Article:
Mamma Mia – Wonderful spaghetti and wine in Apollonia. Bring your appetite.
To Meraki tou Manoli – A traditional taverna in Vathi with tasty local dishes and seafood, with tables right by the sea.
To Steki - A traditional little taverna in Platis Gialos right by the sea. It is aptly named To Steki (Hangout) as you’ll want to return.
Ω3 – One of the best and most popular restaurants on the island, right on Platis Gialos beach, with dishes inspired by various cuisines and a specialisation in seafood (hence the name). You won’t know what to order first. Be sure to book before arriving.
Cantina – Below the Kastro settlement, on Seralia beach, is yet another interesting restaurant … not just because of the food but because of the concept behind the restaurant. With a focus on sustainability and minimising its environmental footprint, it offers dishes with only the purest and freshest ingredients.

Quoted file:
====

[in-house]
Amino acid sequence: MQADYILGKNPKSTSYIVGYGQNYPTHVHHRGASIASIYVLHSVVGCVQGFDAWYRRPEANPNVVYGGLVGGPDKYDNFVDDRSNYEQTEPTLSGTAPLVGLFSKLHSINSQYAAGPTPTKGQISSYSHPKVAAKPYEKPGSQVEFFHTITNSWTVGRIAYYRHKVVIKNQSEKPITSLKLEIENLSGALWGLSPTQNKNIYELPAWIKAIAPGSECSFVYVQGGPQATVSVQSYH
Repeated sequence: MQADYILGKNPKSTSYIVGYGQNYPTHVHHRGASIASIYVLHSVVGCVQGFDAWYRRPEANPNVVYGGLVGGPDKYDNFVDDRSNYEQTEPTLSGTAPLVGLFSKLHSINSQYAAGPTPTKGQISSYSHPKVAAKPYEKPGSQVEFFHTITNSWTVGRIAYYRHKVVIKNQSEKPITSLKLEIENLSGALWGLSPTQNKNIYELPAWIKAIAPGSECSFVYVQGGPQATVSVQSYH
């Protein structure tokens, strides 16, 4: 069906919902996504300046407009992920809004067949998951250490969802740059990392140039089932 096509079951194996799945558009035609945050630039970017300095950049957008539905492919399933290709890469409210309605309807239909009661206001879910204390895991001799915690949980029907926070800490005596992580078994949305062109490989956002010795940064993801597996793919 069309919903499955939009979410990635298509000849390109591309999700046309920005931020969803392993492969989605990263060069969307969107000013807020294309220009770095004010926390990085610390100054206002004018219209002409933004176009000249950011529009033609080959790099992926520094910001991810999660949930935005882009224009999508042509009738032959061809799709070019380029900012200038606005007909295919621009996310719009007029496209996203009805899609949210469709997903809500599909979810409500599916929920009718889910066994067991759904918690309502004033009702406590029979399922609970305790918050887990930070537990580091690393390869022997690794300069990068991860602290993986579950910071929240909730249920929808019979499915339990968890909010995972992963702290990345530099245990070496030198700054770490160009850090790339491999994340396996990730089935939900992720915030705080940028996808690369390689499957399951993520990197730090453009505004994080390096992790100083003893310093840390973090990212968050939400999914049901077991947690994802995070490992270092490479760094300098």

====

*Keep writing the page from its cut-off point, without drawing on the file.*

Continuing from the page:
Kouvanos (or officially Kavos Sunrise) – Located in Kastro and one of Sifnos’ most characteristic bars. To go you must: a) be cool, b) drink rum, c) like Cuba. After listening to Kostas' Cuban stories, you’ll get served your drink and on a terrace listening (or dancing) to Cuban rhythms. Tip: The light at dusk makes early evenings the ideal time to visit.
Botzi – Located in the Steno (the central alleyway of Apollonia) but you feel like you are in a hidden neighbourhood. Nice music and even nicer cocktails.
Diachroniko – A small bar in Artemonas with just a few tables. A favourite hangout where you’ll be joined by the locals.
Doloma – In the nicest part of the Steno in Apollonia. A relaxed and quiet little bar with nice drinks and good taste in music.
Kitrino Podilato (Yellow Bicycle) – In a beautiful courtyard in Artemonas, with a wide variety of delicious sweets. If you visit early in the evening, you’ll get the best choice.
Dipseli – Located in the Steno of Apollonia and (rightly) famous for its loukoumades (donuts).
Krypti – For something sweet in Kastro, Krypti is the place for you – especially if you’ve got a taste for loukoumades. Check out the opening hours before you go.